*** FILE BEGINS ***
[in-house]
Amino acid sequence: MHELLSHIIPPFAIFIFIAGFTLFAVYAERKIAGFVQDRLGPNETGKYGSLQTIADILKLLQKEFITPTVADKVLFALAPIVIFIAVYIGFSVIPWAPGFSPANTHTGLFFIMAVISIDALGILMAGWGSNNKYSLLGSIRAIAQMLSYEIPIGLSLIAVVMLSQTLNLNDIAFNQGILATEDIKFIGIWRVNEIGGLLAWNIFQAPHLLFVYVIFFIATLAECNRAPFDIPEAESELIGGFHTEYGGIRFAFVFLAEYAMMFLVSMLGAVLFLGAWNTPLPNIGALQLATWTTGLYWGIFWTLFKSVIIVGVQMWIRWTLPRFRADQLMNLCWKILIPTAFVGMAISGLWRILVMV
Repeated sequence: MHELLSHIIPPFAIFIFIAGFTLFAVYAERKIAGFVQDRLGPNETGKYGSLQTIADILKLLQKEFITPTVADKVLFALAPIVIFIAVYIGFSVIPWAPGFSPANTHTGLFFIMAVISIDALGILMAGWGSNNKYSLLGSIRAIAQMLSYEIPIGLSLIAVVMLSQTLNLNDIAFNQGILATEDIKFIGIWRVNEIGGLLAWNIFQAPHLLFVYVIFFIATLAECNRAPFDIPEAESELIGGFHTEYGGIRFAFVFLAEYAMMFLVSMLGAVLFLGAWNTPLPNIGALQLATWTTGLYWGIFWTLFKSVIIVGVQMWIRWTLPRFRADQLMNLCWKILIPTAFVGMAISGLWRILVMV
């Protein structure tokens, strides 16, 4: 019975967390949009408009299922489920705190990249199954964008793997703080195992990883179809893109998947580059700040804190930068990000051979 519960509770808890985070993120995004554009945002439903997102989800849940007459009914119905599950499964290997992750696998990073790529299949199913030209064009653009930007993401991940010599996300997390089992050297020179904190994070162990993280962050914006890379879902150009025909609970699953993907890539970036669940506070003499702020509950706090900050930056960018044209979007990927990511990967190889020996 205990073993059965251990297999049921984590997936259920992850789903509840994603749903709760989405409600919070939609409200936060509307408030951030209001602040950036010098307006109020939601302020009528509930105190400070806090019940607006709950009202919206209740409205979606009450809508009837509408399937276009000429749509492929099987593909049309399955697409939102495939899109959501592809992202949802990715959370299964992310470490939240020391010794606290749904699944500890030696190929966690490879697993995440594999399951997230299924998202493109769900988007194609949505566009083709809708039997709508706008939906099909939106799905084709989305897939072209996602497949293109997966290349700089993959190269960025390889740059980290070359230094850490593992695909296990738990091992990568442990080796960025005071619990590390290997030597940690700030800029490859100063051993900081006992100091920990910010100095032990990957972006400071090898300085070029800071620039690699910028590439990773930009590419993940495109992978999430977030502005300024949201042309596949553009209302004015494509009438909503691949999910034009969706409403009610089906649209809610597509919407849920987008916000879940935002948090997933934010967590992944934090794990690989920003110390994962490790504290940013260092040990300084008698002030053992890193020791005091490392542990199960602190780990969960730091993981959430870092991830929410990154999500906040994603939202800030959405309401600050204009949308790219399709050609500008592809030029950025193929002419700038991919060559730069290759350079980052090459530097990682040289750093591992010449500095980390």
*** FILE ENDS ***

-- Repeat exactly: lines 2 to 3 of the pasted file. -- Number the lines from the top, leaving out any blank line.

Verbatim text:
Amino acid sequence: MHELLSHIIPPFAIFIFIAGFTLFAVYAERKIAGFVQDRLGPNETGKYGSLQTIADILKLLQKEFITPTVADKVLFALAPIVIFIAVYIGFSVIPWAPGFSPANTHTGLFFIMAVISIDALGILMAGWGSNNKYSLLGSIRAIAQMLSYEIPIGLSLIAVVMLSQTLNLNDIAFNQGILATEDIKFIGIWRVNEIGGLLAWNIFQAPHLLFVYVIFFIATLAECNRAPFDIPEAESELIGGFHTEYGGIRFAFVFLAEYAMMFLVSMLGAVLFLGAWNTPLPNIGALQLATWTTGLYWGIFWTLFKSVIIVGVQMWIRWTLPRFRADQLMNLCWKILIPTAFVGMAISGLWRILVMV
Repeated sequence: MHELLSHIIPPFAIFIFIAGFTLFAVYAERKIAGFVQDRLGPNETGKYGSLQTIADILKLLQKEFITPTVADKVLFALAPIVIFIAVYIGFSVIPWAPGFSPANTHTGLFFIMAVISIDALGILMAGWGSNNKYSLLGSIRAIAQMLSYEIPIGLSLIAVVMLSQTLNLNDIAFNQGILATEDIKFIGIWRVNEIGGLLAWNIFQAPHLLFVYVIFFIATLAECNRAPFDIPEAESELIGGFHTEYGGIRFAFVFLAEYAMMFLVSMLGAVLFLGAWNTPLPNIGALQLATWTTGLYWGIFWTLFKSVIIVGVQMWIRWTLPRFRADQLMNLCWKILIPTAFVGMAISGLWRILVMV